Today, faceless corporations owned by a multitude of investors whose sole goal is profit have armies of lobbyists whose jobs are to shape law to their benefit, typically at the expense of what would be beneficial to the vast majority of the state’s citizens: “These blind forces working in society behind the backs of actors raise questions concerning the real possibilities of politics in modern society: how far these blind forces extend; how automatically they function and how binding they are. When thinking about modern politics the problem is, how much and what kind of scope the blind forces working in society leave for politics. These ‘contradictions’ are built deep inside modern politics and their ‘traces’ may be easily seen in the empirical level of everyday routine politics.” (Pekonen, pg.130)
The belief, however, that these ‘blind forces’ are permanently entrenched in political discourse is a perspective that postmodernism vigorously rejects. If positive narratives such as progress, egalitarianism and total efficiency are artificial constructs, then so too are negative ones such as incessant class warfare and bureaucratic corruption. Postmodernism doggedly stresses the importance of acknowledging that many possibilities are always on the table, and that almost all narratives and beliefs go through periods of being embraced or scorned. While perhaps this is reassuring on a zen-like level – as it might be the only way to see some level of solace in many of these narratives that take on the form of political ideology which can be both brutal and as long as several lifetimes – this does not mean the current climate is lacking particular challenges, nor that any person should wait on the sidelines for the tide to turn.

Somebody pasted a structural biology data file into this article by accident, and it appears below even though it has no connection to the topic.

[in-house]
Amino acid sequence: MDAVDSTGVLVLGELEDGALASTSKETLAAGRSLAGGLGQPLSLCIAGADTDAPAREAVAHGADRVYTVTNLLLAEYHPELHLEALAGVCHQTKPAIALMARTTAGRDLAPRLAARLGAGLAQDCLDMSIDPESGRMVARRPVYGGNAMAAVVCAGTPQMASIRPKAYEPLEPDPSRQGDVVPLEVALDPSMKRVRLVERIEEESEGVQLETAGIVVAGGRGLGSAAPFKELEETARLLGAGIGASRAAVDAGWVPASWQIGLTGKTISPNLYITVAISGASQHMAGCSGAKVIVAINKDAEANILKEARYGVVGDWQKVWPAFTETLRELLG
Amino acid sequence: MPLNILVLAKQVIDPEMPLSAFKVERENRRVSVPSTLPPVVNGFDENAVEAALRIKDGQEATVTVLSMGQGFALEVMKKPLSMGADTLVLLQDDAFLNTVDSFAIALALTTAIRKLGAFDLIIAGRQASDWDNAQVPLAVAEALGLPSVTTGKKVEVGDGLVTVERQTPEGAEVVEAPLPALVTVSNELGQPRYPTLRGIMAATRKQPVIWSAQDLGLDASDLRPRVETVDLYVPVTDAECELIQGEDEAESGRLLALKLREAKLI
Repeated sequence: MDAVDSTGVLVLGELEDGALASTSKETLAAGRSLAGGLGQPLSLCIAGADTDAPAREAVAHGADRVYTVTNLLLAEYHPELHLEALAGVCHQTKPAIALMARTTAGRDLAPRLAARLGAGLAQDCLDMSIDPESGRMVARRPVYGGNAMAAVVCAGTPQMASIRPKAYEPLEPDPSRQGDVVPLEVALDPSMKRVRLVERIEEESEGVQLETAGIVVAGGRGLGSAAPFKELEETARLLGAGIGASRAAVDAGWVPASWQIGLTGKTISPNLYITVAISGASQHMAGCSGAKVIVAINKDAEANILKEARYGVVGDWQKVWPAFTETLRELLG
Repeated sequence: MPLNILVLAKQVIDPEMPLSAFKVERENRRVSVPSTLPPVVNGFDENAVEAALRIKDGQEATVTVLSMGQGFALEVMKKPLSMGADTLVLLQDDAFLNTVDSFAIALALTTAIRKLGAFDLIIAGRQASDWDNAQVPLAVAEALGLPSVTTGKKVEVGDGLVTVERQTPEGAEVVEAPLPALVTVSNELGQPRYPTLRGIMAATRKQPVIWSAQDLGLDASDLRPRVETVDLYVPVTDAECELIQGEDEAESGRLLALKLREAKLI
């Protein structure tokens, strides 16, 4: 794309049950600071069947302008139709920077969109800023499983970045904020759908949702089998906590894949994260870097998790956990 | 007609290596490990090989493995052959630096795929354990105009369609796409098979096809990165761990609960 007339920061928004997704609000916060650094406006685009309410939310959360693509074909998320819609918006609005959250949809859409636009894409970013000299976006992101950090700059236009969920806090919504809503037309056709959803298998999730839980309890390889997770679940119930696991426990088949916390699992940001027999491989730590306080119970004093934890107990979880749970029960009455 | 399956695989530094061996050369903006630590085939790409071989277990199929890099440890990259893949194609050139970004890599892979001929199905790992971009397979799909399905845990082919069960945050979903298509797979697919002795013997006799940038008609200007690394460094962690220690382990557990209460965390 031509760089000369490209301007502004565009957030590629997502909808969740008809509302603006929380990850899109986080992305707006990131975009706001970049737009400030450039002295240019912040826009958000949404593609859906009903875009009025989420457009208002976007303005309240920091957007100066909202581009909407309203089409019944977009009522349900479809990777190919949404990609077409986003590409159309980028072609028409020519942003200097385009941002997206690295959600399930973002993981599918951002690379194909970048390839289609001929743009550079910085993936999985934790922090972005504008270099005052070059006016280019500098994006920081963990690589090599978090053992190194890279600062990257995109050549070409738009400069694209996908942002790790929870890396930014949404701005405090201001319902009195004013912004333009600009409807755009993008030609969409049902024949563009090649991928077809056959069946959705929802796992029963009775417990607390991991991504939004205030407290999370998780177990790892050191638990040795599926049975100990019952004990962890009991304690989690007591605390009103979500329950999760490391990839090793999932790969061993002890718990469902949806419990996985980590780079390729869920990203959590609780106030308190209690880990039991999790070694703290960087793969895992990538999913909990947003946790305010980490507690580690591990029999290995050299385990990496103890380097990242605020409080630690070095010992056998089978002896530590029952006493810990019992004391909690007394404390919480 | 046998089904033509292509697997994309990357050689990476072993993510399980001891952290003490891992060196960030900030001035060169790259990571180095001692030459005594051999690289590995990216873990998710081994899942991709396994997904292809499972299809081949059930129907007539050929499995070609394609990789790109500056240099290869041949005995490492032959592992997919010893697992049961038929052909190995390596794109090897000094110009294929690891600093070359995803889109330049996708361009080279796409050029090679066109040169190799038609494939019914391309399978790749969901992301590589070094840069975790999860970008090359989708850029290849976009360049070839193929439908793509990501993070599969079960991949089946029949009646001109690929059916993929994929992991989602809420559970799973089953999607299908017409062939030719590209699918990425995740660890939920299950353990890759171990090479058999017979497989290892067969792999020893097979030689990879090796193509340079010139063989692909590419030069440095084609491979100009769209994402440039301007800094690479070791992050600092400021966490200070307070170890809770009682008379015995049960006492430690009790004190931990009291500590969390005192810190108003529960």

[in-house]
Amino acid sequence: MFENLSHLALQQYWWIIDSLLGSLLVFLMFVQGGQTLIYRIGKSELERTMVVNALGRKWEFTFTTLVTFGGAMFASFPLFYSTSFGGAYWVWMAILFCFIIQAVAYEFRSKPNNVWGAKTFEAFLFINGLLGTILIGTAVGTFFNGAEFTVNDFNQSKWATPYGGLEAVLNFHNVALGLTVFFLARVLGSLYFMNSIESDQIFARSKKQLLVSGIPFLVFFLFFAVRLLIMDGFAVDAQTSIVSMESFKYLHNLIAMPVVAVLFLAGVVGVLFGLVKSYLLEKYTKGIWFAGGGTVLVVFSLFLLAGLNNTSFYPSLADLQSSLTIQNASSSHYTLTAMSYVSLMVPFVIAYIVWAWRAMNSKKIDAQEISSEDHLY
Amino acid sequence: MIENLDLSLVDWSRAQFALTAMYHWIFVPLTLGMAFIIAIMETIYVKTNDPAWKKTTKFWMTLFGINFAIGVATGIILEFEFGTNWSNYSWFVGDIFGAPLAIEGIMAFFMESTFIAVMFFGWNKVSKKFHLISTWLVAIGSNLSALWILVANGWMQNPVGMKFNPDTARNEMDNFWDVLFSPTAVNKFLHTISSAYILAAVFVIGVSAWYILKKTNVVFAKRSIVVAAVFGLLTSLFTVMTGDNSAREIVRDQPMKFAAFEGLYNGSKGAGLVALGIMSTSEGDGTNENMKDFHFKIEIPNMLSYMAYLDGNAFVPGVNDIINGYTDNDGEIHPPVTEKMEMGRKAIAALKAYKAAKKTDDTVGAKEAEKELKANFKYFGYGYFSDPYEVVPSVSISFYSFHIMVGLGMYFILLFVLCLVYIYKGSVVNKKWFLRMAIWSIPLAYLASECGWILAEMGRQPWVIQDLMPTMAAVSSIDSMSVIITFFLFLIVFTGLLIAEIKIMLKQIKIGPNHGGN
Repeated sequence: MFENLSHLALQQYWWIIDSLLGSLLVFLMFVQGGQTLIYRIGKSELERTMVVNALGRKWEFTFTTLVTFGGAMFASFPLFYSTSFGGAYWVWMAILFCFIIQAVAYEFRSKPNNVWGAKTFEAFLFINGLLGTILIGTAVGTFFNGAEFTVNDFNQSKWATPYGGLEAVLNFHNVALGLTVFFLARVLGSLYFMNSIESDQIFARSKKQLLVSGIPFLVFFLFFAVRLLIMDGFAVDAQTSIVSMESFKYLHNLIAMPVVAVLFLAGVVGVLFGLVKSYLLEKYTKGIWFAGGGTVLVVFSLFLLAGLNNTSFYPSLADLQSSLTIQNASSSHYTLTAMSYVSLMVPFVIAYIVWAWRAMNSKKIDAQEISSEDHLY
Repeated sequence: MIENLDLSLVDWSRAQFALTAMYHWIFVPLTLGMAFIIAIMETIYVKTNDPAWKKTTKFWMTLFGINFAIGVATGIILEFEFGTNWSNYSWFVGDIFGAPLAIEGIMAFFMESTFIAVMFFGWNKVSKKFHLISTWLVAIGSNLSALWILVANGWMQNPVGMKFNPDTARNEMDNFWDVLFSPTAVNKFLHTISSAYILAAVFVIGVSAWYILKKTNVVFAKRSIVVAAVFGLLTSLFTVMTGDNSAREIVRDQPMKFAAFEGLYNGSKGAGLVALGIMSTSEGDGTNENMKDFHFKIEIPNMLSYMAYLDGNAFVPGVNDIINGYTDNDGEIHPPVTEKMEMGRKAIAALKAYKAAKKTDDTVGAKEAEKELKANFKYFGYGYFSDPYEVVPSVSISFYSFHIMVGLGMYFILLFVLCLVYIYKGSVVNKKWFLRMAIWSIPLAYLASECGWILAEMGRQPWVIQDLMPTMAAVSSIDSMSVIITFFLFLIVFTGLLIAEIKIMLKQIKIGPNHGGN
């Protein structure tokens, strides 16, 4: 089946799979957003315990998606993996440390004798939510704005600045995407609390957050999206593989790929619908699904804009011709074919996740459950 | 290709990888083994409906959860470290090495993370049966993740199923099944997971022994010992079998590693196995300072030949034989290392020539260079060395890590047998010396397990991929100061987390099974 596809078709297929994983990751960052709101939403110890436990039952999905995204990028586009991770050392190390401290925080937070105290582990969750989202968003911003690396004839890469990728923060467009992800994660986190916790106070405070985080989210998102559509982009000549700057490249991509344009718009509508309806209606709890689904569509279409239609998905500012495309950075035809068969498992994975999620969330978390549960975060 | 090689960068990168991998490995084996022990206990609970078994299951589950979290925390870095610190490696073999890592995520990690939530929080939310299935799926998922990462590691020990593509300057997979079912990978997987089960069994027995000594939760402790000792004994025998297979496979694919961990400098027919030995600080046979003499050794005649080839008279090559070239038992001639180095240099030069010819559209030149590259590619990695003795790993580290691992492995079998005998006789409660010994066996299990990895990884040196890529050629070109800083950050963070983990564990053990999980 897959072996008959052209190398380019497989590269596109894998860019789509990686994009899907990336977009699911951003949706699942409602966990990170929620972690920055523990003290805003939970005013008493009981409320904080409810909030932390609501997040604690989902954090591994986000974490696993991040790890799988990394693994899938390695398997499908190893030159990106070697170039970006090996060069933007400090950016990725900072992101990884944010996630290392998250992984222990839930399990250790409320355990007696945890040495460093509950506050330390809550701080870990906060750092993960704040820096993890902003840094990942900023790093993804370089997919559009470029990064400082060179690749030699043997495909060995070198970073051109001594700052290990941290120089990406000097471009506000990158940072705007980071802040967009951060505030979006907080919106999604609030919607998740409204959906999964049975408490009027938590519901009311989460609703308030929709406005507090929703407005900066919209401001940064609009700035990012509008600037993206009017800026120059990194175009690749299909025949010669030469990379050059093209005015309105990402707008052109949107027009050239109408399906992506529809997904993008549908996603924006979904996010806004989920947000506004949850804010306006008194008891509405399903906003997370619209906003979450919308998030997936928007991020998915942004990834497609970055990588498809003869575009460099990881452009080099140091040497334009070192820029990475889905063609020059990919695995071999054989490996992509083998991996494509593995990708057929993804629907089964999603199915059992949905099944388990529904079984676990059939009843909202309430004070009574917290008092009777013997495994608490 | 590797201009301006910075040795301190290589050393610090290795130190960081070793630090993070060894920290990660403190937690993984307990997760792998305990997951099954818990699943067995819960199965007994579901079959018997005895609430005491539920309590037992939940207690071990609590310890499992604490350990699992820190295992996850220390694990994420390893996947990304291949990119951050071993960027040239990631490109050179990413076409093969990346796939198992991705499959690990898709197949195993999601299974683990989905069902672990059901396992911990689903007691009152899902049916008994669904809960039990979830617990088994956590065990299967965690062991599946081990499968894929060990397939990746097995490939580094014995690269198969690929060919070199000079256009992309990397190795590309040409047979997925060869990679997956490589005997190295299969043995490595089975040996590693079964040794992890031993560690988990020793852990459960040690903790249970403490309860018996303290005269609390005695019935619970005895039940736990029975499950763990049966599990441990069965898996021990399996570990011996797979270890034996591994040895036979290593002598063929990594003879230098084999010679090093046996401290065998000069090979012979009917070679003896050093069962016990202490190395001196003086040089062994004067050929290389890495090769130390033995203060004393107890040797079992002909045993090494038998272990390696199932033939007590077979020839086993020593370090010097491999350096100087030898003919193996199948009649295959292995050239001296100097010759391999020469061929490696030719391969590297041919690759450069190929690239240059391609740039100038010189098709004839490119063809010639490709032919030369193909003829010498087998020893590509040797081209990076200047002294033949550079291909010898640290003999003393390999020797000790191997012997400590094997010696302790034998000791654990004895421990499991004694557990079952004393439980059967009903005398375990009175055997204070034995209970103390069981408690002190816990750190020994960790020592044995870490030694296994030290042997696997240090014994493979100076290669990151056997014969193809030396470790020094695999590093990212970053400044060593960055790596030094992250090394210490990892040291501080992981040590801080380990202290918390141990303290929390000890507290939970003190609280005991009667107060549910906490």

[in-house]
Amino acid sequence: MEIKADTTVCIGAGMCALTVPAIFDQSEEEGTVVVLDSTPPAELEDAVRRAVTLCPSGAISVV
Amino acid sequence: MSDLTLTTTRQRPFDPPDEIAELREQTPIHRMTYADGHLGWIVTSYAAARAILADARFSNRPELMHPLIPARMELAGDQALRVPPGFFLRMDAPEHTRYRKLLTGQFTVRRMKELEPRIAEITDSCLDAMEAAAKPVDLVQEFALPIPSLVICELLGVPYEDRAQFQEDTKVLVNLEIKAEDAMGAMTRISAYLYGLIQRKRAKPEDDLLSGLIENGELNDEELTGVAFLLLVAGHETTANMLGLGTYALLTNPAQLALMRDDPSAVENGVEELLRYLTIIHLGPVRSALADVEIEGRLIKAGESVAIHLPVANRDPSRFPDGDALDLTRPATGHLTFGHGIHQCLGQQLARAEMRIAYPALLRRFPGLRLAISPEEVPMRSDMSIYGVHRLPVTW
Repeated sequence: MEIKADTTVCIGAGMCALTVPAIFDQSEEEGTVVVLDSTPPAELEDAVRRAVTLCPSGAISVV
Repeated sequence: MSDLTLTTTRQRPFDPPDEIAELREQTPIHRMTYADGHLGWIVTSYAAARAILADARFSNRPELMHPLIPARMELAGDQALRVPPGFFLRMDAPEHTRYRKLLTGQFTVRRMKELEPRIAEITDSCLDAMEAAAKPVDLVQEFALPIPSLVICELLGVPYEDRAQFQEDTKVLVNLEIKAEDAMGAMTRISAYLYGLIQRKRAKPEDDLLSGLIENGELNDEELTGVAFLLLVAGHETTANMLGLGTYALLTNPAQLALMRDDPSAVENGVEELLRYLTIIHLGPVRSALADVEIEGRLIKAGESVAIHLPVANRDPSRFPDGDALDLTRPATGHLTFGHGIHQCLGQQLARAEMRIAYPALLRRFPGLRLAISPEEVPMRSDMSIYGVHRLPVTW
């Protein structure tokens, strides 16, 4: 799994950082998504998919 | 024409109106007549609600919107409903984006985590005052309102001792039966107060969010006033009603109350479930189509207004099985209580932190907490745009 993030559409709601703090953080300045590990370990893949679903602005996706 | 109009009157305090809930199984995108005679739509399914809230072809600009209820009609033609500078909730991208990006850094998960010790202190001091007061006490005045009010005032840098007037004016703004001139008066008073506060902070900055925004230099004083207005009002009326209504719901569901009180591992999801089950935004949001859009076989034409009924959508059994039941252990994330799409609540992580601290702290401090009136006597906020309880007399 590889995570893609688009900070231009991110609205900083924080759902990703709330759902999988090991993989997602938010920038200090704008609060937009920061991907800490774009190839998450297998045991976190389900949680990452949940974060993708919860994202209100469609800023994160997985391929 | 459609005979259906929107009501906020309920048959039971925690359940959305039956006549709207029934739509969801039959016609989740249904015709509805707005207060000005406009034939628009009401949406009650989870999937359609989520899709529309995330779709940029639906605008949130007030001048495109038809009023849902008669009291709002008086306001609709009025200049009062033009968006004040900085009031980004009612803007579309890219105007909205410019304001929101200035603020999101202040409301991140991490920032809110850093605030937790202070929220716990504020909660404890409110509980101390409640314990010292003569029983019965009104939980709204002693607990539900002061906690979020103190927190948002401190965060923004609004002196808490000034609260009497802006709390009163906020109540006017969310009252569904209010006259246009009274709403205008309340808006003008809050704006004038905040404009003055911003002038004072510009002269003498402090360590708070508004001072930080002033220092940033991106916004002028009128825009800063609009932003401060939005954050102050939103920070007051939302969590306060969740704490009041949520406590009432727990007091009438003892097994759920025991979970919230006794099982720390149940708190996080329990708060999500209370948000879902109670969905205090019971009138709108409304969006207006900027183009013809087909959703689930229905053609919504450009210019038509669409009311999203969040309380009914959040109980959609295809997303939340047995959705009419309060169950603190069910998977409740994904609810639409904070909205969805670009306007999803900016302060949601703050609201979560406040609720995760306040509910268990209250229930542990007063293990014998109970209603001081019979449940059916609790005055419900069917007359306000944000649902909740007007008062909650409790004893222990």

But what exactly is the postmodern citizen expected to do? On some level, the same type of work as a postmodernist theorist: Consume and analyze the information presented to them, and make the best possible judgment. Pekonen offers the following:
“The trend in the modernizing process has been that the individual has to stand more and more on his or her own feet; her or she must decode for him or herself what is taking place. It is ever more difficult to resort to some traditional narrative. Of course, a very interesting and very important problem is what it exactly means when political leaders try to represent in their persons some ‘new’, and how the followers judge this ‘new’, and how political judgment functions.” (Pekonen, pg.132)
This was written in 1989, but in many ways it took nineteen years for a large scale practical example of how simply ‘new’ – constantly associated with rebirth, redemption, and progress – could possibly be sold to a large segment of a state’s population as legitimate political discourse. In the Western World, the years leading up to the second United States presidential election of the twenty-first century was full of disillusionment and malaise from practically all shades on the political spectrum. The fate of the global economy suddenly hanging in the balance, at no other time was the outcome of a single nation’s vote so studied and anticipated by the rest of the world. It became clear that political and economic systems were failing and not meeting the needs of a rapidly changing, globalized society. In effect, the state of the world was catching up to the abstract pronouncements postmodernism offered decades earlier. Preparata saw Foucault as the icon of this shift in perspective that inevitably altered the landscape of political discourse, and decries the result:
“This new philosophical ‘system’ implied no resolution, no synthesis, no expectation of salvation, no promise of a struggle in the name of unity – aspects that, for instance, Christianity and Marxism did share to a certain extent. Because it didn’t really promise a way out of the suffering, the new ‘discourse’ seemed to abandon the world to its own confusion and insolvency.” (Preparata, pg.2)